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Anyone Think Michael Phelps or Society Would Be Better Off if He Was Arrested for Pot?

Michael Phelps, 2012 Olympics (photo: NevilleHobson / flickr)

American swimmer Michael Phelps just became the most decorated Olympic athlete of all time. We know that Phelps at least once, and probably more than once, used marijuana. I think it would be hard for anyone to argue that his use of the plant did any real damage to Phelps as a human being.

Clearly having smoked pot didn’t prevent Phelps from becoming the greatest Olympic winner of all time. In the same way, the actual use of marijuana didn’t stop Bill Clinton or Barack Obama from graduating from top universities and eventually becoming President.

This leads to the question: Does anyone honestly think Phelps or society would be better off if he had been arrested on marijuana charges and prosecuted to the fullest extent of the law?

Does anyone think Phelps personally or the United States as a whole would be doing better if he had a criminal record, paid large fines, was put on prohibition and/or even served some jail time for using marijuana? Depending on where it happened and the circumstance surround it, all these things could have theoretically happened to an individual for using marijuana based on current laws.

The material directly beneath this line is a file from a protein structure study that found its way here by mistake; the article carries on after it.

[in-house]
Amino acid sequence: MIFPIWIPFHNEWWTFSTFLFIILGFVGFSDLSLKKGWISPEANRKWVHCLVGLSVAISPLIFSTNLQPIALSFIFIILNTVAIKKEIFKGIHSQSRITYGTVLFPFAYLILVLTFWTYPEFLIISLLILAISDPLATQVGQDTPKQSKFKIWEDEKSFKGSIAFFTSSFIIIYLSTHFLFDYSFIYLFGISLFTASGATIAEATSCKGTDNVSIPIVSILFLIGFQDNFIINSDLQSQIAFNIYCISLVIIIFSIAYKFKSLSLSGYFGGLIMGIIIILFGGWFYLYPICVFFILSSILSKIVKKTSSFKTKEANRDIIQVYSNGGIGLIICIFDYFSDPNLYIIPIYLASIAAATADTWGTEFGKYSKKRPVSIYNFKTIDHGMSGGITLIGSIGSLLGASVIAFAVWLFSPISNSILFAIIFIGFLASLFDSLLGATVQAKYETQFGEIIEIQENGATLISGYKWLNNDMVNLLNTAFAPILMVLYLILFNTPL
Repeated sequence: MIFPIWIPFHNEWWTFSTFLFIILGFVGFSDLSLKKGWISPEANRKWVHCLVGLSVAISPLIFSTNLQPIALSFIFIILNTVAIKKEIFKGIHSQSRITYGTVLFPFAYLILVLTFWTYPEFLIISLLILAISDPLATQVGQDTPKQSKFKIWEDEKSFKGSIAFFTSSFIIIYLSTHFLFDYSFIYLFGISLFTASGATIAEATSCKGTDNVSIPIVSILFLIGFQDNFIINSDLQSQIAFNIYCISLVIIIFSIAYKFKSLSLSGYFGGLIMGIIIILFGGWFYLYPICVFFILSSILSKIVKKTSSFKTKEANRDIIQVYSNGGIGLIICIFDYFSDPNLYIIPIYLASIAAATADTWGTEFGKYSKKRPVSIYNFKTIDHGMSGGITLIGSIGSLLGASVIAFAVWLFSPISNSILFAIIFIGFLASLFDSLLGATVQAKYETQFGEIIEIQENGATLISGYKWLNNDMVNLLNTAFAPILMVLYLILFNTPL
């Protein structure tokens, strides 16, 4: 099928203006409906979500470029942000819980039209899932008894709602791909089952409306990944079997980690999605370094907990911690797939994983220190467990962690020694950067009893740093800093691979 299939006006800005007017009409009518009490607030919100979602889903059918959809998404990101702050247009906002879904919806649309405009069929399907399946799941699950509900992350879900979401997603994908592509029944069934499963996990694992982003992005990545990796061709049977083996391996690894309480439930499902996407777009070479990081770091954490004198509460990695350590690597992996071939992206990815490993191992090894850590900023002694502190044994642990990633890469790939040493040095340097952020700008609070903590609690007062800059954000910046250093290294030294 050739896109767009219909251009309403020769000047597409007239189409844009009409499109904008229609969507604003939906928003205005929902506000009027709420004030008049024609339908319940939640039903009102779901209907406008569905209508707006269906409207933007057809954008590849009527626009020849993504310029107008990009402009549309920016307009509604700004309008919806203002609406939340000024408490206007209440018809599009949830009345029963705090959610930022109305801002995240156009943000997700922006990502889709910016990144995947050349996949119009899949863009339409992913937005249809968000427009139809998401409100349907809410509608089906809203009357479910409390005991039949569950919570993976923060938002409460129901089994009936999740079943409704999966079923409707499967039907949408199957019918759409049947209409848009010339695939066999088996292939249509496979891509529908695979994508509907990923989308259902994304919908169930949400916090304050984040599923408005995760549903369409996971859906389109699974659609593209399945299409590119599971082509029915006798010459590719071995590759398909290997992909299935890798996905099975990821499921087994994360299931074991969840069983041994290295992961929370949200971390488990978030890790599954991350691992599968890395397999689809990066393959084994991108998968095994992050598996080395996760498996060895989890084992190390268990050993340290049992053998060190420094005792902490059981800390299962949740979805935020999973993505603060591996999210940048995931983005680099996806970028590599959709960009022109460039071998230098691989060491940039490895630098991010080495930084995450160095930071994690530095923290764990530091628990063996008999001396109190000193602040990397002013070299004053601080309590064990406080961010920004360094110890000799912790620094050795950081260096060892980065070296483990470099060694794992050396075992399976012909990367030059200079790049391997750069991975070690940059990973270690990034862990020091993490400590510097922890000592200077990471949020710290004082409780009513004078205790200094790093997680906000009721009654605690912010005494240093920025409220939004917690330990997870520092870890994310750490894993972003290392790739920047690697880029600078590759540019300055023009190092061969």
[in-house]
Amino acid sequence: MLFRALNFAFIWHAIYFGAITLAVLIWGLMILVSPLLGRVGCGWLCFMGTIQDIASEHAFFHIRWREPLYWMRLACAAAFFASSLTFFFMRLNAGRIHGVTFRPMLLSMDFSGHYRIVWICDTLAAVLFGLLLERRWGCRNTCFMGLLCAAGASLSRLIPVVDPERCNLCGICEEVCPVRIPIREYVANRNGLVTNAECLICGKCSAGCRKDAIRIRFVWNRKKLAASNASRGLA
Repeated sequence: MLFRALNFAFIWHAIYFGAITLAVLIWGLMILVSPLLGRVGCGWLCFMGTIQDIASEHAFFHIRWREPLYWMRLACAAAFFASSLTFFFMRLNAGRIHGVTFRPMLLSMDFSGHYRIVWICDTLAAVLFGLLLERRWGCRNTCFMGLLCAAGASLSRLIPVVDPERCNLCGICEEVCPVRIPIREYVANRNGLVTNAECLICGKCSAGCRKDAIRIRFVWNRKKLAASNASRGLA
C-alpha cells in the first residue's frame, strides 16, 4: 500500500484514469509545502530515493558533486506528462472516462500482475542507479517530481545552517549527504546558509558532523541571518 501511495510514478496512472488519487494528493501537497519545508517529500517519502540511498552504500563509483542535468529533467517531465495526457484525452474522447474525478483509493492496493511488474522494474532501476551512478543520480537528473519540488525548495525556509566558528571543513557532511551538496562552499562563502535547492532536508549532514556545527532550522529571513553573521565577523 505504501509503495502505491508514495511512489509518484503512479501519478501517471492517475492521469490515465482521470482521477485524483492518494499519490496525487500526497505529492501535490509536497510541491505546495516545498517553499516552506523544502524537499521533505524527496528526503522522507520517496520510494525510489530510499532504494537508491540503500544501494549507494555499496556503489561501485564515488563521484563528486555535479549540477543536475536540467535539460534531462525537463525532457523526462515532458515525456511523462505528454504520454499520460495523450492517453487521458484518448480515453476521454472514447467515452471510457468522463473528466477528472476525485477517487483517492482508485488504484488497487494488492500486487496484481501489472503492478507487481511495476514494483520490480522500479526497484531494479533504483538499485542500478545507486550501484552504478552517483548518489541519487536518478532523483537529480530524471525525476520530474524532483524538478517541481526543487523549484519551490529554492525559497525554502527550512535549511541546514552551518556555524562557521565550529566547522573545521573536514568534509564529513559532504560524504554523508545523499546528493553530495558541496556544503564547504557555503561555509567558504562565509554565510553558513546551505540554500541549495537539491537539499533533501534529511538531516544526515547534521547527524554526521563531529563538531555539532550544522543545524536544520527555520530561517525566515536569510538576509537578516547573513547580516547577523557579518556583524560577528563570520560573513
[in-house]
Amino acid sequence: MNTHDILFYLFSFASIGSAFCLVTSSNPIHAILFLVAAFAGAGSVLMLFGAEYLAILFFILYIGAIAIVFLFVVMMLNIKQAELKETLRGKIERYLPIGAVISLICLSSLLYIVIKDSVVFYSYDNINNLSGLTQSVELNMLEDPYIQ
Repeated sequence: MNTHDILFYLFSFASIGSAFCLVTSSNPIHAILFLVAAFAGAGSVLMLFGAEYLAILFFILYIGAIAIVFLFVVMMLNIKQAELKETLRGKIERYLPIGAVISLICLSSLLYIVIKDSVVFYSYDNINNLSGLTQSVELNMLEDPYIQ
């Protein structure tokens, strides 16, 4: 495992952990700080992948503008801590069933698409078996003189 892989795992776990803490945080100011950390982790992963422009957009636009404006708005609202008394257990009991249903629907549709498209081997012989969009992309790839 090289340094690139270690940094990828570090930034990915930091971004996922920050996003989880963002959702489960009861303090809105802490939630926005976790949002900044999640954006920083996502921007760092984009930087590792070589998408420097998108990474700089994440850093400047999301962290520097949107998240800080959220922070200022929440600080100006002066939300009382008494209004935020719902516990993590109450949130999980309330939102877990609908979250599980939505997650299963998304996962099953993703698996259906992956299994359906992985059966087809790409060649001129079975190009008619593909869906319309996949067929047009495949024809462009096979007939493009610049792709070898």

The question is not a joke or just asked rhetorically. I’m being completely sincere. It is important for voters to answer seriously, because it is at the heart of a very serious policy debate about marijuana laws in this country. Every year millions of Americans use marijuana, and over 800,000 will be prosecuted for marijuana violations.

The supposed justification for having a marijuana prohibition is to protect people from the “damage” caused by marijuana use, but if you admit that the prohibition itself causes far more harm to individuals and society than the actual consumption the plant ever could, that means there is something seriously wrong with our laws.

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Jon Walker

Jon Walker

Jonathan Walker grew up in New Jersey. He graduated from Wesleyan University in 2006. He is an expert on politics, health care and drug policy. He is also the author of After Legalization and Cobalt Slave, and a Futurist writer at